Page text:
Even provings on the sick are not accepted, since sickness modifies the response of the organism to drugs, and from the sick no true drug-picture can be obtained. Remedies also need to be proved on women as well as on men, in order to get their whole range of usefulness. The provings of Lilium tigrinum, for instance, entailed intense sufferings on the heroic women who undertook them; but they have given us a most useful remedy for the peculiar suffering of women, in uterine displacements, after miscarriages, etc.

As we said, the experiments of homoeopathy have always been on healthy human beings. They have always been voluntary experiments. And they have never proved detrimental to health (whatever the immediate sufferings may have been), but on the contrary they tend as Hahnemann pointed out, to raise the resistance of the prover. And Hahnemann should know, who, having spent the greater part of his life in proving drugs, lived on, in full possession of health and senses, till only one year short of ninety.


The outcome of his experiments is this “To cure mildly, rapidly and permanently, choose for every case of disease a medicine which can itself produce a similar affection”.

Homoeopathy is no invention; no theory. It has been hammered out of hard facts. It is simply a scientific way of discovering what drugs can do in the way of perverting the health, mental and physical, of healthy human beings, and then applying them for the relief of just such conditions in the sick.

“Homoeopathy appeals,” says Hahnemann, “solely to the verdict of experience. Repeat the experiment, carefully and accurately, and you will find the doctrine confirmed at every step. Homoeopathic insists on being judged by results”.


But it was not enough for Hahnemann to have merely discovered power; he devoted a long life to its investigation, and to showing under what conditions it best works. And he has bequeathed to us, not only the law, Similia Similibus Curentur, but also what he called his “Doctrines,” which not to obey is to render much of our work inferior, if not futile.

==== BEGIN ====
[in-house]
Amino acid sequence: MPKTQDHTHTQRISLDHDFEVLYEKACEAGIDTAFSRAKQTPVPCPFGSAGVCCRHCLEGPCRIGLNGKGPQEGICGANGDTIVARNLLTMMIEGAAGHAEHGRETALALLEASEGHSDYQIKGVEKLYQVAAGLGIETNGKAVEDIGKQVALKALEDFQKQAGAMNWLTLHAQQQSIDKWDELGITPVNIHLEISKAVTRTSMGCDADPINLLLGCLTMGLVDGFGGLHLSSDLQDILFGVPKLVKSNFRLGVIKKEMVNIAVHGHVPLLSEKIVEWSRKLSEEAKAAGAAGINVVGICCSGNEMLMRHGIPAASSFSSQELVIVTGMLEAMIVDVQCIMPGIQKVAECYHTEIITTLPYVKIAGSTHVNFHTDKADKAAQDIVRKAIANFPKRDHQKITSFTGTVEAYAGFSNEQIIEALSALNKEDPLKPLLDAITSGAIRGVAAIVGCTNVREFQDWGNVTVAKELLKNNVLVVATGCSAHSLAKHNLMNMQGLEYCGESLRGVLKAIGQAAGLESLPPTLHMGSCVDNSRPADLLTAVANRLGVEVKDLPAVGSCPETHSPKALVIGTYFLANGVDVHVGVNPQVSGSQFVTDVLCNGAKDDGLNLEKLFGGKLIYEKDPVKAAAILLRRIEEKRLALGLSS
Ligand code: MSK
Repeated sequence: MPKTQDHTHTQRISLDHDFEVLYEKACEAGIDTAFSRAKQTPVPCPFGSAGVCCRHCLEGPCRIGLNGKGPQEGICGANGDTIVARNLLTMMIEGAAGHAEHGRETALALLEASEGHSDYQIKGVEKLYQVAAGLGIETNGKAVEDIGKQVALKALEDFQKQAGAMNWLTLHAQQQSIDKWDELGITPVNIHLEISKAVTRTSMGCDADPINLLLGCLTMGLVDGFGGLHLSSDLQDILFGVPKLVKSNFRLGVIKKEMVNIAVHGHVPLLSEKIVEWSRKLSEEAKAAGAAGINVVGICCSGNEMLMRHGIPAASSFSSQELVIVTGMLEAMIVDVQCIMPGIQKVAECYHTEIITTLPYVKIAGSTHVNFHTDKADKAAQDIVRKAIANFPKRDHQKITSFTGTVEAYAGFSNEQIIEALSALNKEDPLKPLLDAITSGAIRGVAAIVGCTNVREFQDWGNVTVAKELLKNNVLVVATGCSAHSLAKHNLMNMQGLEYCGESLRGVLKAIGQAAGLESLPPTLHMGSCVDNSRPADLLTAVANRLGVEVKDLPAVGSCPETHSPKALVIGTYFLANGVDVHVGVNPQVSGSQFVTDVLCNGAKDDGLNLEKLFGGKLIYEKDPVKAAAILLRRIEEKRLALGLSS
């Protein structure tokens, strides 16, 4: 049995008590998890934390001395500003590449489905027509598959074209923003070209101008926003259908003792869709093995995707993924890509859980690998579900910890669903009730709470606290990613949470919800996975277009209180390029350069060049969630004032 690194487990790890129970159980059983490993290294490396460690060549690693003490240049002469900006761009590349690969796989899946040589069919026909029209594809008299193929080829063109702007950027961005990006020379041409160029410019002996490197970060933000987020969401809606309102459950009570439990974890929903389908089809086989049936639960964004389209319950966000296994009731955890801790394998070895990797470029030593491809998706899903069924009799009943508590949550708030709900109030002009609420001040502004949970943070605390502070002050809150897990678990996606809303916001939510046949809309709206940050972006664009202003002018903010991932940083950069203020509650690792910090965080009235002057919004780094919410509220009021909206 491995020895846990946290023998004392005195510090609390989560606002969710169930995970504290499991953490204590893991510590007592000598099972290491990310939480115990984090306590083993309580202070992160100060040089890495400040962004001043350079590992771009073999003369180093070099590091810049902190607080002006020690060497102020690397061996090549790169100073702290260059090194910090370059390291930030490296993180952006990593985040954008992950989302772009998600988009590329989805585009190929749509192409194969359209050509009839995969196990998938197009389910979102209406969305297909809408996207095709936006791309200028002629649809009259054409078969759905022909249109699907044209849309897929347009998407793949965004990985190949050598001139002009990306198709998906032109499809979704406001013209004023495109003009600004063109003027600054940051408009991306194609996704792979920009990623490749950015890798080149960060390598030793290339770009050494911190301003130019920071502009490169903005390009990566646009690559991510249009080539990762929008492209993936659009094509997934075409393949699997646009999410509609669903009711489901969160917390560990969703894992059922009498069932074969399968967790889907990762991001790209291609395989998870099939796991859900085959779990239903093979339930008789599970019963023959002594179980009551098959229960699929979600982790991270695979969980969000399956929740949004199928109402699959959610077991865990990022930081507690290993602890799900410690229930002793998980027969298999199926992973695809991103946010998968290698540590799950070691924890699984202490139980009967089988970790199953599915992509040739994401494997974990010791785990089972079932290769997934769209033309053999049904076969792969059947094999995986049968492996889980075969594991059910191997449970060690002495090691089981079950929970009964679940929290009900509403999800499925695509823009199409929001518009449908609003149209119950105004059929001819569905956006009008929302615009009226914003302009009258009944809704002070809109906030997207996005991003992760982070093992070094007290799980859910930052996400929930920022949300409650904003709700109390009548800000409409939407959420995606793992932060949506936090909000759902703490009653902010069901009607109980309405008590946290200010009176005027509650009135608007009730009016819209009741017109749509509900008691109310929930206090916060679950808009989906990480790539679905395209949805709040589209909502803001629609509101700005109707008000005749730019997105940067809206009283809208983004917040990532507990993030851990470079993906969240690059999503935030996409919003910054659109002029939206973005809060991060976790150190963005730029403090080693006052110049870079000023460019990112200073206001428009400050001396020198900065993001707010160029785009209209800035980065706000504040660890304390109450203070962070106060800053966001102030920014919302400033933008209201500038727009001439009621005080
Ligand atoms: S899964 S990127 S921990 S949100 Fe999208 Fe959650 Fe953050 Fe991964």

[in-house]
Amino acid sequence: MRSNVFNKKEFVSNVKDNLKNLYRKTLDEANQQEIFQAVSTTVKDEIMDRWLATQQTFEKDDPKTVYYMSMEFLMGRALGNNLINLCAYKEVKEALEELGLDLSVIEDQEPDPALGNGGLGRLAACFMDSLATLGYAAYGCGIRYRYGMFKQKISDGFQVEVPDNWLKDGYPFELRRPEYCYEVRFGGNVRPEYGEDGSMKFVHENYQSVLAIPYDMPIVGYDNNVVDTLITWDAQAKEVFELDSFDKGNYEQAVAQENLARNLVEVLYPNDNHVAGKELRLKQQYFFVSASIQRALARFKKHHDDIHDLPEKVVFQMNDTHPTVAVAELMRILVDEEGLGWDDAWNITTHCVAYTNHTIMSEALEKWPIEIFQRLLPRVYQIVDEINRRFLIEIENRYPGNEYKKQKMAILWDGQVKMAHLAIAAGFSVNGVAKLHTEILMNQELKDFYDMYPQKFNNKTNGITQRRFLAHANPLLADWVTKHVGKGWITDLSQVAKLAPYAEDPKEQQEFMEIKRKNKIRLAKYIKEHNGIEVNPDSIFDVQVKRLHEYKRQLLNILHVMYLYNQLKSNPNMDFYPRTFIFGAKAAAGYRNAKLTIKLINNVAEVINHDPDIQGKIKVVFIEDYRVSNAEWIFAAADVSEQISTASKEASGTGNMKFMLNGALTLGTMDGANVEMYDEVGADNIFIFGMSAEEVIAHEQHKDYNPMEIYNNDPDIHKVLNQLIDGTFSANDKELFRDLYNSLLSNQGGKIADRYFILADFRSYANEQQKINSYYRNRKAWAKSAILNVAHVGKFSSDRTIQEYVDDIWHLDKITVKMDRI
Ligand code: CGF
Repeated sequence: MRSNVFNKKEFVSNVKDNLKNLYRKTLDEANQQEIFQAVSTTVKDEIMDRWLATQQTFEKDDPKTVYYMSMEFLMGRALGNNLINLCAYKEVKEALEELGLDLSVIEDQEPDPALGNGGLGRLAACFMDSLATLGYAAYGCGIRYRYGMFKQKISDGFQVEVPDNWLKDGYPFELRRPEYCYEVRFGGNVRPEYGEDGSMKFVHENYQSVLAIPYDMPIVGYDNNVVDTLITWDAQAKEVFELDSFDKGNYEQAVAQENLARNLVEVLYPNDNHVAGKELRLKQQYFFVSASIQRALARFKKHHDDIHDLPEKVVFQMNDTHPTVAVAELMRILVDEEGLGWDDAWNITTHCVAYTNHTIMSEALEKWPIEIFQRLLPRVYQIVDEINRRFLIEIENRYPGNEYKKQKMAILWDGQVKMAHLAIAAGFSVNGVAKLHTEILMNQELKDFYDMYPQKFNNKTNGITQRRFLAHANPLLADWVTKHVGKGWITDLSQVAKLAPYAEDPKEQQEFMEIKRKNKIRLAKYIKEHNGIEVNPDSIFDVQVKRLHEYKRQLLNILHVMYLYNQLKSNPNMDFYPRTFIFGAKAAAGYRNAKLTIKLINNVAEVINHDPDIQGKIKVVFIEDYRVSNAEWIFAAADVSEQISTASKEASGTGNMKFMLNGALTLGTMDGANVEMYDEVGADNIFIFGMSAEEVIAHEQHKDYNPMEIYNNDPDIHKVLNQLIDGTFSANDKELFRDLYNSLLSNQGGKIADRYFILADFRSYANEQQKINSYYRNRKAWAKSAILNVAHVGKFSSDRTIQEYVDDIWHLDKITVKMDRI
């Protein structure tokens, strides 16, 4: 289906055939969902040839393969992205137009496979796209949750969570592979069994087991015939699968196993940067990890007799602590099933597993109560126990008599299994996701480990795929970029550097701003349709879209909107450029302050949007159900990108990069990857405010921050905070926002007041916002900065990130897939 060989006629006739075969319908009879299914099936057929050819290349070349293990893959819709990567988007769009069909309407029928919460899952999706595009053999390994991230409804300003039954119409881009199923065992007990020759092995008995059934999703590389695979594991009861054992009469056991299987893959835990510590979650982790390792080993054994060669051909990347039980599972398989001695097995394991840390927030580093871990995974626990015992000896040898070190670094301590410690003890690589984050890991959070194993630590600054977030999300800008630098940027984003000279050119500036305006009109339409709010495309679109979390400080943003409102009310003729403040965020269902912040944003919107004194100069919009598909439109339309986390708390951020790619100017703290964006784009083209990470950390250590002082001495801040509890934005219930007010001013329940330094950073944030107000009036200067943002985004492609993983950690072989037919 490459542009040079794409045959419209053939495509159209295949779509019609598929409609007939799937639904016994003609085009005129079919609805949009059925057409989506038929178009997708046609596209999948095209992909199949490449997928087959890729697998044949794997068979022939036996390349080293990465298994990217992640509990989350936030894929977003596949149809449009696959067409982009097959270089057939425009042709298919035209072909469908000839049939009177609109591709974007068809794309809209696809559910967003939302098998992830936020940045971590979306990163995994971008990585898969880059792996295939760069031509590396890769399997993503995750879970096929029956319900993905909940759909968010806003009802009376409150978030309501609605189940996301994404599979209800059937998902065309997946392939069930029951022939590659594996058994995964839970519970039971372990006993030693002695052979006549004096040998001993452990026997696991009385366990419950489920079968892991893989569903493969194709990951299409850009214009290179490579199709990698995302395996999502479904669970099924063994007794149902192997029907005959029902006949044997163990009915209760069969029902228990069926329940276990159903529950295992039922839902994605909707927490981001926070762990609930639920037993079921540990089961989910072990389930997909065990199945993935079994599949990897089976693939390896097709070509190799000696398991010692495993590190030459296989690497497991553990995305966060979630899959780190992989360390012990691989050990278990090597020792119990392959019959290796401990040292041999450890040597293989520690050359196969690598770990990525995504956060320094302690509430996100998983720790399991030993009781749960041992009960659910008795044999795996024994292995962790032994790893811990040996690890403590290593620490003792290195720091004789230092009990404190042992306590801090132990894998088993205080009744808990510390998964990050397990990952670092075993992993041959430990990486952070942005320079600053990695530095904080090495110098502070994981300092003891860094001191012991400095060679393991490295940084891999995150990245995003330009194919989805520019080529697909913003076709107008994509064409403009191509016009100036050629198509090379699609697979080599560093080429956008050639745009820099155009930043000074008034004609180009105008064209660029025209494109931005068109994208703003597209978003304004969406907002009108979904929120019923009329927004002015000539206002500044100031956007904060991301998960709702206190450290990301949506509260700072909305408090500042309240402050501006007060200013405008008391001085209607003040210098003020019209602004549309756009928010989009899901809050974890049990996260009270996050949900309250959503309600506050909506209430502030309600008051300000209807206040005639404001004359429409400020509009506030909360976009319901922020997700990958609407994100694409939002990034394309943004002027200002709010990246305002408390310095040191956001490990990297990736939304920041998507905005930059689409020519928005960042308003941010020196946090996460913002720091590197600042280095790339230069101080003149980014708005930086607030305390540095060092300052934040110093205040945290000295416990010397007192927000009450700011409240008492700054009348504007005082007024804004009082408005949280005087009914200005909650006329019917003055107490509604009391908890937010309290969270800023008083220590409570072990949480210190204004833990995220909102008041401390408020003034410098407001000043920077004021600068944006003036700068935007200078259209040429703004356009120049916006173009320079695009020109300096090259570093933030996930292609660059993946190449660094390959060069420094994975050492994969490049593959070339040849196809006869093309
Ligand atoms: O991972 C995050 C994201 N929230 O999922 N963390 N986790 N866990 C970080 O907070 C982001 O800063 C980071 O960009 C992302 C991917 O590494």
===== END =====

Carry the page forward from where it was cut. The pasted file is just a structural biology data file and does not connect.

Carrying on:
May I here point out that these doctrines of Hahnemann apply equally to such homoeopathic measures as vaccines; and that, had Hahnemanns laws been known and observed in regard to vaccine, x- ray and radium therapies, better and more reliable results might, from the first, have been obtained; since those who use them have had perforce to approximate to the methods of Hahnemann.

For Hahnemann teaches, not only

The like remedy, but also

The single drug,

The small dose,

The infrequent dose,

Non-interference with vital reaction,

Initial aggravation, and



I think we all recognize, in these days, what Hahnemann insisted on, that cure comes by the reaction of what he calls vital force against disease. We know a little more about the complicated mechanism of such reaction; but it is no longer absurd to teach, as he taught, that vital reactions are evoked by disease, and that such reactions are curative; and that the utmost we can do, curatively, is to stimulate such reaction.

He says that thousands of substances, subversive to health, simulate disease conditions, and can be employed to evoke enhanced curative reaction, where such is the case.